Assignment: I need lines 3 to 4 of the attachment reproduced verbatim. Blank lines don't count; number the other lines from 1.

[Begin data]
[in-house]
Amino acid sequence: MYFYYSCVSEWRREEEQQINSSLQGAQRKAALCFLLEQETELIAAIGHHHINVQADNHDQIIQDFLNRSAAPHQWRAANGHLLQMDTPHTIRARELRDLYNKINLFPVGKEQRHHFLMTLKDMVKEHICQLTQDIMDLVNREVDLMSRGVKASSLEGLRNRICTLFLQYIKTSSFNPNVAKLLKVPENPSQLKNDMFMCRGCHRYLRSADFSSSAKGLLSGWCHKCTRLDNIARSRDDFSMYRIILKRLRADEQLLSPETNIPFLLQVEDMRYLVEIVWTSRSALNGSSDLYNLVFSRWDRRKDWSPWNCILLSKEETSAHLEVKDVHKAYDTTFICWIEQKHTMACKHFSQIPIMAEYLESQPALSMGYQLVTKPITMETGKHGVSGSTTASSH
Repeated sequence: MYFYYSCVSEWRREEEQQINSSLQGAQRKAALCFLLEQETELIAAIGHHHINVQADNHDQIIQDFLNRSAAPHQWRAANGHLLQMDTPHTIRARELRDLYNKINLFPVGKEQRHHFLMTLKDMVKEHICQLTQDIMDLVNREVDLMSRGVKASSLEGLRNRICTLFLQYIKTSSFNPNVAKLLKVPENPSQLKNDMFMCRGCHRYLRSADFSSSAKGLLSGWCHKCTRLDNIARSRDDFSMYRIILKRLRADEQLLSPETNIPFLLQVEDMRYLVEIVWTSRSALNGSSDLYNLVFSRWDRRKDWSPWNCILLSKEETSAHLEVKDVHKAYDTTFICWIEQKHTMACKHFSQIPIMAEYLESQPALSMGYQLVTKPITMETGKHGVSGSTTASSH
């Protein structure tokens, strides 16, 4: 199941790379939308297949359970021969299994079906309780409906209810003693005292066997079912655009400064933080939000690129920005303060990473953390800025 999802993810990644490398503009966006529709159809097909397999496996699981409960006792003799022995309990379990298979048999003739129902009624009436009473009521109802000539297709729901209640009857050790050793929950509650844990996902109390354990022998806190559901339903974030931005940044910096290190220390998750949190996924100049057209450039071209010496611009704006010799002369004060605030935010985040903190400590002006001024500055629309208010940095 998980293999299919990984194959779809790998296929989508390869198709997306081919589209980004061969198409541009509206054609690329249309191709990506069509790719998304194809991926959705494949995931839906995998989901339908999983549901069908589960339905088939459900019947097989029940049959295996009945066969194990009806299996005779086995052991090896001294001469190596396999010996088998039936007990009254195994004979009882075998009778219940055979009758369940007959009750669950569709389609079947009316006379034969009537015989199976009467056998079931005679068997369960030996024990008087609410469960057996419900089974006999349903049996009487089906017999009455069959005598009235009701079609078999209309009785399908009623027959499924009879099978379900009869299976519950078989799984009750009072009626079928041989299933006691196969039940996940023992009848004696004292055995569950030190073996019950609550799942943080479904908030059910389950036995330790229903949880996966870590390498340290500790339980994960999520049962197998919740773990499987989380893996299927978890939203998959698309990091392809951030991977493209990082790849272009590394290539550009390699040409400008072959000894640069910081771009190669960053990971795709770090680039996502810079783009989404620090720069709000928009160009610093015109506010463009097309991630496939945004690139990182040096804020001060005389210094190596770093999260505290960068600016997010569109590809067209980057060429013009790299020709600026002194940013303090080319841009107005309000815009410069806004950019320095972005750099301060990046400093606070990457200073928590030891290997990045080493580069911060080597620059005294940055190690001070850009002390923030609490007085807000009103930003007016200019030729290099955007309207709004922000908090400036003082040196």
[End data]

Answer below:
Repeated sequence: MYFYYSCVSEWRREEEQQINSSLQGAQRKAALCFLLEQETELIAAIGHHHINVQADNHDQIIQDFLNRSAAPHQWRAANGHLLQMDTPHTIRARELRDLYNKINLFPVGKEQRHHFLMTLKDMVKEHICQLTQDIMDLVNREVDLMSRGVKASSLEGLRNRICTLFLQYIKTSSFNPNVAKLLKVPENPSQLKNDMFMCRGCHRYLRSADFSSSAKGLLSGWCHKCTRLDNIARSRDDFSMYRIILKRLRADEQLLSPETNIPFLLQVEDMRYLVEIVWTSRSALNGSSDLYNLVFSRWDRRKDWSPWNCILLSKEETSAHLEVKDVHKAYDTTFICWIEQKHTMACKHFSQIPIMAEYLESQPALSMGYQLVTKPITMETGKHGVSGSTTASSH
């Protein structure tokens, strides 16, 4: 199941790379939308297949359970021969299994079906309780409906209810003693005292066997079912655009400064933080939000690129920005303060990473953390800025 999802993810990644490398503009966006529709159809097909397999496996699981409960006792003799022995309990379990298979048999003739129902009624009436009473009521109802000539297709729901209640009857050790050793929950509650844990996902109390354990022998806190559901339903974030931005940044910096290190220390998750949190996924100049057209450039071209010496611009704006010799002369004060605030935010985040903190400590002006001024500055629309208010940095 998980293999299919990984194959779809790998296929989508390869198709997306081919589209980004061969198409541009509206054609690329249309191709990506069509790719998304194809991926959705494949995931839906995998989901339908999983549901069908589960339905088939459900019947097989029940049959295996009945066969194990009806299996005779086995052991090896001294001469190596396999010996088998039936007990009254195994004979009882075998009778219940055979009758369940007959009750669950569709389609079947009316006379034969009537015989199976009467056998079931005679068997369960030996024990008087609410469960057996419900089974006999349903049996009487089906017999009455069959005598009235009701079609078999209309009785399908009623027959499924009879099978379900009869299976519950078989799984009750009072009626079928041989299933006691196969039940996940023992009848004696004292055995569950030190073996019950609550799942943080479904908030059910389950036995330790229903949880996966870590390498340290500790339980994960999520049962197998919740773990499987989380893996299927978890939203998959698309990091392809951030991977493209990082790849272009590394290539550009390699040409400008072959000894640069910081771009190669960053990971795709770090680039996502810079783009989404620090720069709000928009160009610093015109506010463009097309991630496939945004690139990182040096804020001060005389210094190596770093999260505290960068600016997010569109590809067209980057060429013009790299020709600026002194940013303090080319841009107005309000815009410069806004950019320095972005750099301060990046400093606070990457200073928590030891290997990045080493580069911060080597620059005294940055190690001070850009002390923030609490007085807000009103930003007016200019030729290099955007309207709004922000908090400036003082040196």